To audit or not to audit… that is the question

Aidan Simister by   08.14.2015   Auditing

Before I tackle this issue, it’s important to first state that this isn’t going to be another “event viewer sucks” bashing blog. That kind of article is one-sided and unhelpful in the face of an IT Pro like you trying to find real answers.

But it is a fair question, and needs to be addressed by looking at native auditing from a few angles. The question isn’t just about the tool used, or the viability of the audit data, or how quickly you can find an answer. It’s really about putting all three issues together in the face of an audit and seeing whether you have what you need, can you find what you need, and can you find it in a reasonable time frame.

Do you have what you need?

The value of native auditing is really based on the data generated by the services, applications, and systems you utilize. Generally speaking, you probably either have too much or too little detail, making the value of your auditing data questionable at best. It really depends on the application or service in question. Some can be overly verbose, like simple file system access. Others, like SQL Server, can be rather uncommunicative when it comes to generating an audit trail of access and changes.

Therefore, it’s important that you do your homework on the systems you plan on auditing now, well before it’s actual time to audit what you have. A simple review of what data is provided, matched with known auditing requirements for any auditing specifics required would be prudent.

But even if you’re using a system that provides ample data, you still need to know whether you have the ability to utilize that data to find the answers auditors are asking for.

Can you find what you need?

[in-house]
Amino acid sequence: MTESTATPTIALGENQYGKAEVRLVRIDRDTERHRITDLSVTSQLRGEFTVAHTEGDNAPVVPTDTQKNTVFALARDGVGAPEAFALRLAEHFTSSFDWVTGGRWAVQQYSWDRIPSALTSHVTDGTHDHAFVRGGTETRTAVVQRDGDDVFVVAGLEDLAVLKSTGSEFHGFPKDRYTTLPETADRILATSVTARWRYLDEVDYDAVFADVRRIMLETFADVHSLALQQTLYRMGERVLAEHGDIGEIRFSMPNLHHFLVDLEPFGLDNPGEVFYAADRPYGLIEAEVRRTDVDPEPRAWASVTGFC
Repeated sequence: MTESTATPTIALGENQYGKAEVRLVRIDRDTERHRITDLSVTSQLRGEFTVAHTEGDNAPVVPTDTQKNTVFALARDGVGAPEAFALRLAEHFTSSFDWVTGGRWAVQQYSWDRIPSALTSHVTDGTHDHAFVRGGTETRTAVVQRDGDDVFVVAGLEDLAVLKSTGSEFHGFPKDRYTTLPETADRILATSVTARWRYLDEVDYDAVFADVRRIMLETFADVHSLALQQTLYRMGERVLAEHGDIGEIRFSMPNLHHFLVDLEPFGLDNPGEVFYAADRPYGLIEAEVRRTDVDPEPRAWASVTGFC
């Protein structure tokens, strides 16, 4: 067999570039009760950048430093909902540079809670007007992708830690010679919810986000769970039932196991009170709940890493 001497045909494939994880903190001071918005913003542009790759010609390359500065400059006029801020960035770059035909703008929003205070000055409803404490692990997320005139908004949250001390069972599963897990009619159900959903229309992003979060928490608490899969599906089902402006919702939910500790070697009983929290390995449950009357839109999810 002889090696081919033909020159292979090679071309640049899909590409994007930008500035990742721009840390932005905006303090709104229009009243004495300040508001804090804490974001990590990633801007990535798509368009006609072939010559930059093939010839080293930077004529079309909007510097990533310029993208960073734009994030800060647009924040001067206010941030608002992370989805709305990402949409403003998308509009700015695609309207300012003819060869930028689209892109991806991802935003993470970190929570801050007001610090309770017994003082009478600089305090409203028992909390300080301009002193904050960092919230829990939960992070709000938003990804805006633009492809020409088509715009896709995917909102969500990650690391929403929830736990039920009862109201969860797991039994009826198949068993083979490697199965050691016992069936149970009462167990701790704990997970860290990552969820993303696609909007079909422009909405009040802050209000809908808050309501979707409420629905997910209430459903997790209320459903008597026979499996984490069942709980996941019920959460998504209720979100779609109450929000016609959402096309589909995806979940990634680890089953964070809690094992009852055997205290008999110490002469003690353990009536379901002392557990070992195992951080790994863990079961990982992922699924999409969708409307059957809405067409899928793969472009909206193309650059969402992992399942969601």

Sometimes, any kind of auditing seems a bit like the old “needle in a haystack” analogy. But in more recent years in the era of big data, you’re probably feeling more like you want the mounds of data you have to provide better, more concise, information that helps to answer the audit questions being posed to IT.

Native tools can definitely find the answers in audit log data – that is, if you know what you’re looking for. Since most of you are in the “can we stop with all the log data, please?” category, part of the challenge may not be so much whether the answer is in there, but whether it’s in there in an intelligent format.  Often times applications will log even the most minute action, causing in a single task made up of several actions taking up as many log entries. The result? You’ll never find that one task; instead you need to logically conclude a task occurred rather than seeing the log entry in front of your face.

With all this extra work being placed on you, the question becomes how long will it take?

What’s a reasonable time frame?

Whoever it is that comes asking for details from the audit logs (like from Active Directory change audit logs) isn’t going to wait forever.  While there’s no magic “it should take this long” answer, it’s evident that you can’t take days or weeks to find the answer. While native auditing will likely have the answer, you’re going to need to proactively figure out a way to speed up the process in order to retrieve that answer in a timely manner.

Given the logs sometimes require you to do the detective work and deduce the audit answers, you know it’s going to take longer than a simple text-based search. Instead, when using native auditing, you should think about working to know ahead of time what kinds of questions will be asked, so you can simply focus on pulling the answers when the time comes.  This may include doing research on specific event IDs, saved filters, etc. – all in an effort to build up your arsenal of auditing definitions and searches to keep retrieval time to a minimum.

Answering the question

As you can see, the question around native auditing’s viability really isn’t as much about application bells and whistles, but more on whether you have and can find the information needed quickly. By taking a proactive stance and determining whether you can perform the task of auditing adequately well before it’s ever needed, you’ll have your answer of whether native auditing is really enough.


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